Since I was a young girl, I have always had a love for animals, especially dogs and cats. I was 17 when I convinced my parents to get a dog, not just a normal dog, a Guide Dog puppy. After successfully socialising 2 puppies they became qualified Guide Dogs.
I then studied my Level 3 Diploma in Animal Management, and volunteered for the RSPCA, fostering kittens and caring for the cats. I then spent a year in France living with my parents, where I volunteered for the SPA walking dogs, finding out the different ways they treat and train their animals, and the lack of knowledge in veterinary physiotherapy, especially in the rural areas. However, it was here I met my first rescue puppy, Bambi, she was not socialised at the rescue and we had behaviour difficulties from the beginning. At 12 months old she became very reactive. She still lives with my parents in France, where they can let her roam their large garden, and live the life she knows and loves. She has helped me understand reactive dogs and gave me the experience I require.
My first introduction to veterinary physiotherapy was when a friends dog ruptured a disc in his spine, and was completely paralyzed. Within months of hard work from his owner and physiotherapist, he was able to stand and walk with help. Now, he does have flare-ups but is living his life to the fullest, running around and destroying toys (his favourite activity to do). This is what helped me make my decision to continue my studies. I moved back to the UK and started with my BSc (Hons) in Veterinary Physiotherapy at Harper Adams University.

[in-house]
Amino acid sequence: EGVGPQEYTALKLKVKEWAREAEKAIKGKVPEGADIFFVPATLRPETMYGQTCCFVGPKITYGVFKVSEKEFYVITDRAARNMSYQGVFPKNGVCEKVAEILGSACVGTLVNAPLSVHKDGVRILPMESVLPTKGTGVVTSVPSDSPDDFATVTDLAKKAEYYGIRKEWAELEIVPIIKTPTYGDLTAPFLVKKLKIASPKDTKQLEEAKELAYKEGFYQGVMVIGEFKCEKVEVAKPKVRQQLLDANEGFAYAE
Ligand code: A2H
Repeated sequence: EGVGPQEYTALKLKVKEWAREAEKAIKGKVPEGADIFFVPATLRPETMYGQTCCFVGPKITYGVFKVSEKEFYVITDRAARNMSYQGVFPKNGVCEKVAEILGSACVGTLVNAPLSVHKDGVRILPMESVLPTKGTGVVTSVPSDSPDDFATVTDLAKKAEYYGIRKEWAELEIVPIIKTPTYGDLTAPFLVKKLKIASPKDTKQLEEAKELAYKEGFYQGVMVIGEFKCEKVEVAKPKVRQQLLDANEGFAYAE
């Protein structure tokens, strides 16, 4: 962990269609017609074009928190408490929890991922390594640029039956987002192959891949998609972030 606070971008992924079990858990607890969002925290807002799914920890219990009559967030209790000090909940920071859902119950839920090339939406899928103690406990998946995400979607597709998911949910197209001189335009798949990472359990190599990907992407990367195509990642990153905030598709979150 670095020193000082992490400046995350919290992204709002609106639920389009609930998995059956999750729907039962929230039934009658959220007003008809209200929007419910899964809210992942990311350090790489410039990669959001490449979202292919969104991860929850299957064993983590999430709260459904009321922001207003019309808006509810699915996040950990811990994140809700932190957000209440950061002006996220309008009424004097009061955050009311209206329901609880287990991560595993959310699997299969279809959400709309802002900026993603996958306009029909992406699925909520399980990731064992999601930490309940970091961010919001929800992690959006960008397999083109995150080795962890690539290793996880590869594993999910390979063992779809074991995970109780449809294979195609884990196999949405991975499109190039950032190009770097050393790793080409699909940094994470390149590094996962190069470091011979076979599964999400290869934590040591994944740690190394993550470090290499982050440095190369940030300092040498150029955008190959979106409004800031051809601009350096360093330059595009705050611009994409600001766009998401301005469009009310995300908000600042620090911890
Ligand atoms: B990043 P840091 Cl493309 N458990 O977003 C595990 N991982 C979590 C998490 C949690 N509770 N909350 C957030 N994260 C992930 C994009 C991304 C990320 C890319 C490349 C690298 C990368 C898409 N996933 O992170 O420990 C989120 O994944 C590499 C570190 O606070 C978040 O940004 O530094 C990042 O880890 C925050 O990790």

In 2019 I adopted a Golden Retriever, who developed hip dysplasia at 6 months old and is currently on maintenance physiotherapy with myself, a qualified Veterinary Physiotherapist. In 2019, my parents cat also developed patella luxation, cruciate ligament rupture and osteoarthritis. Through advice and physiotherapy she is enjoying being the crazy cat she is.
I graduated from Harper Adams University in 2020 with a BSc (Hons) in Veterinary Physiotherapy.